• ‘Normally elder would come into leaf in late February or March, and into blossom in late April or May.’
      • ‘Groups of bulbs such as daffodils that have become overcrowded and have stopped flowering can be dug up and split whilst in leaf.’
      • ‘Lift, divide and spread out winter aconites while still in leaf.’
      • ‘It's a wonderful tree, the only drawback being that it comes into leaf long after most other garden plants, in late spring to early summer.’
      • ‘In fact every tree and shrub in the garden is in bud at least, and some are coming into leaf.’
      • ‘It could be that the oak tree will be a clue when it's in leaf.’
      • ‘For all that it is still March, only a couple of days past the solstice, and few trees are yet in leaf, today could have been a summer's day.’
      • ‘It is one of the first trees in the arboretum to come into leaf and flowers prolifically with large creamy/pink blossoms in spring.’
      • ‘This, I notice, has come into leaf which could be an indication that roots have formed.’
      • ‘The bare branches of deciduous trees don't muffle noises like they do when they're in leaf.’
      • ‘Lift bedded out begonias while still in leaf; put them in boxes in a dry shed or greenhouse to dry out and die back gradually.’
      • ‘It is early spring, since the trees are just coming into leaf, and the low grass is still yellowish.’
      • ‘Lilies are better planted in the autumn as they come into leaf very early in the spring.’
      • ‘He wanted to see the trees in his garden coming into leaf.’
      • ‘Many said they believe that it's unnecessary to drastically prune trees in the summer just as they come into leaf.’
    4. 1.4 The leaves of tobacco or tea.
      as modifier ‘leaf tea’
      • ‘Without playing the ‘Elitist Snob’ card too severely, let me just say this: Buy loose leaf tea.’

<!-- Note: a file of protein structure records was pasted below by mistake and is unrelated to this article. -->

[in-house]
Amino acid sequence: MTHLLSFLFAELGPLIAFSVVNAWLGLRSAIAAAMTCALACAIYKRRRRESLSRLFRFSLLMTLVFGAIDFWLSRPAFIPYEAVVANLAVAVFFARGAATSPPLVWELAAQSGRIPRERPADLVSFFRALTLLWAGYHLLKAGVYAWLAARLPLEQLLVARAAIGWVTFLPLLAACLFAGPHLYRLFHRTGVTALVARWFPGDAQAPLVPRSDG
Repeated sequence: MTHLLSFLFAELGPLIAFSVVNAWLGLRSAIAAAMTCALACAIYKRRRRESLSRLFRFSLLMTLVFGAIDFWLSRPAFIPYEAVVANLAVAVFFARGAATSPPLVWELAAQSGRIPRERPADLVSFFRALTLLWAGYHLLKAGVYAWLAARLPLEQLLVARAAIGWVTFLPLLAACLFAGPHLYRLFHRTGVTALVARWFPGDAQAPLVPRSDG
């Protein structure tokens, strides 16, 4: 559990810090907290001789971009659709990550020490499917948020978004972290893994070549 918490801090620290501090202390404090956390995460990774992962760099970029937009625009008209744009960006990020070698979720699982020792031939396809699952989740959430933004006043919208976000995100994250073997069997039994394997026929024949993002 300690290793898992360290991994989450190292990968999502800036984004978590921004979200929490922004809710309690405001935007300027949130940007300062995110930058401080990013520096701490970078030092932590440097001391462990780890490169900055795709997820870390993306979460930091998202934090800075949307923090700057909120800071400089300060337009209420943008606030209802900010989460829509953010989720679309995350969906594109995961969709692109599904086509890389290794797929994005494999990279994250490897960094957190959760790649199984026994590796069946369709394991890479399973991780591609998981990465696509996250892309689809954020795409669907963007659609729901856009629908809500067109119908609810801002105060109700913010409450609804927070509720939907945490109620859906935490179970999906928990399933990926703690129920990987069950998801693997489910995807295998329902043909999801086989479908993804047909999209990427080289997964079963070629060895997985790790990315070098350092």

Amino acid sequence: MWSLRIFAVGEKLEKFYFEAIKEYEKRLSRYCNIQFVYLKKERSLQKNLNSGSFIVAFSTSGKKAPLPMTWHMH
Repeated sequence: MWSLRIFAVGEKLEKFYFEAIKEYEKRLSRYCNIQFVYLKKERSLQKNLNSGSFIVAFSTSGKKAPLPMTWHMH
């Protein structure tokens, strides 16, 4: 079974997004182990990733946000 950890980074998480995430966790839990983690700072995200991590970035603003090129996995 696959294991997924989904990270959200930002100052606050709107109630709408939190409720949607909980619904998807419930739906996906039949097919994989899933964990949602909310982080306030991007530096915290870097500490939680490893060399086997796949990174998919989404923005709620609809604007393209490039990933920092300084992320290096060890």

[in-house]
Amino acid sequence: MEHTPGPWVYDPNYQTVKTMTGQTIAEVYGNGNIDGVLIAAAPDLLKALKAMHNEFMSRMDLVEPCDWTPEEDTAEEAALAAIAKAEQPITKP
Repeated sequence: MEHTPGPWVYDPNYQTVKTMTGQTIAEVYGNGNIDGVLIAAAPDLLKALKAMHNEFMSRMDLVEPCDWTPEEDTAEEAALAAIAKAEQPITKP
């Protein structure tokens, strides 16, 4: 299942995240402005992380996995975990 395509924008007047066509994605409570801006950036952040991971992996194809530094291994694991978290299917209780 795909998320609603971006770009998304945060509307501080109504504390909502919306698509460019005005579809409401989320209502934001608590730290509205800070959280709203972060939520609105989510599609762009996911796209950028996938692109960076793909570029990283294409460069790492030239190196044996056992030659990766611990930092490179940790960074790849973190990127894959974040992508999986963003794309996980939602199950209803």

• ‘But if you have a place in your town that sells loose leaf teas, you really need to head down that path.’
      • ‘In other words, tobacco used to be a herbal medicine but public experimentation led to the smoking of the tobacco leaf.’
      • ‘The price of tobacco was high, the purchaser getting enough leaf to balance the silver coins placed on the other pan of the scales.’
      • ‘Tobacco, or some stronger leaf, smoulders in the ashtray.’
      • ‘So I got some tobacco leaf, mixed it with water and gave it to the baby.’
      • ‘Bill, who spends the rest of the year running a herd of pedigree Welsh Black cattle at Trefawr Farm, Llanfyrnach, confided that loose leaf tea was the secret of a good cuppa.’
      • ‘It is topped off with clove scented apple jelly together with steaming cups of leaf tea brewed from the kettle ever boiling on the hob.’
      • ‘They are whole leaf, natural teas.’
      • ‘Richard and Liz say customers comment on the excellent waitress service, quality menu items, and traditional touches such as leaf tea served with a teapot and strainer.’
      • ‘This type of smokeless tobacco comes in loose leaf, plugs or twists.’
      • ‘Although they both carry the taste of the ornage bitterness of the Bergamot, the tea from the whole leaf brew holds on to the tongue far longer.’
      • ‘Was there actual evidence from your client that the tobacco leaf was cut in order to enable it to fit into bags for easy transportation?’
      • ‘I took the raspberry leaf tea with milk from Neville's nanny, but no sugar as it made me restless.’
      • ‘Eighty rupees a kilo for long leaf tea was an unquestionable bargain.’
      • ‘Indeed, so smitten is she by alternative therapies that there were reports during the summer of a mercy dash across the country so that she did not have to go without her strawberry leaf tea.’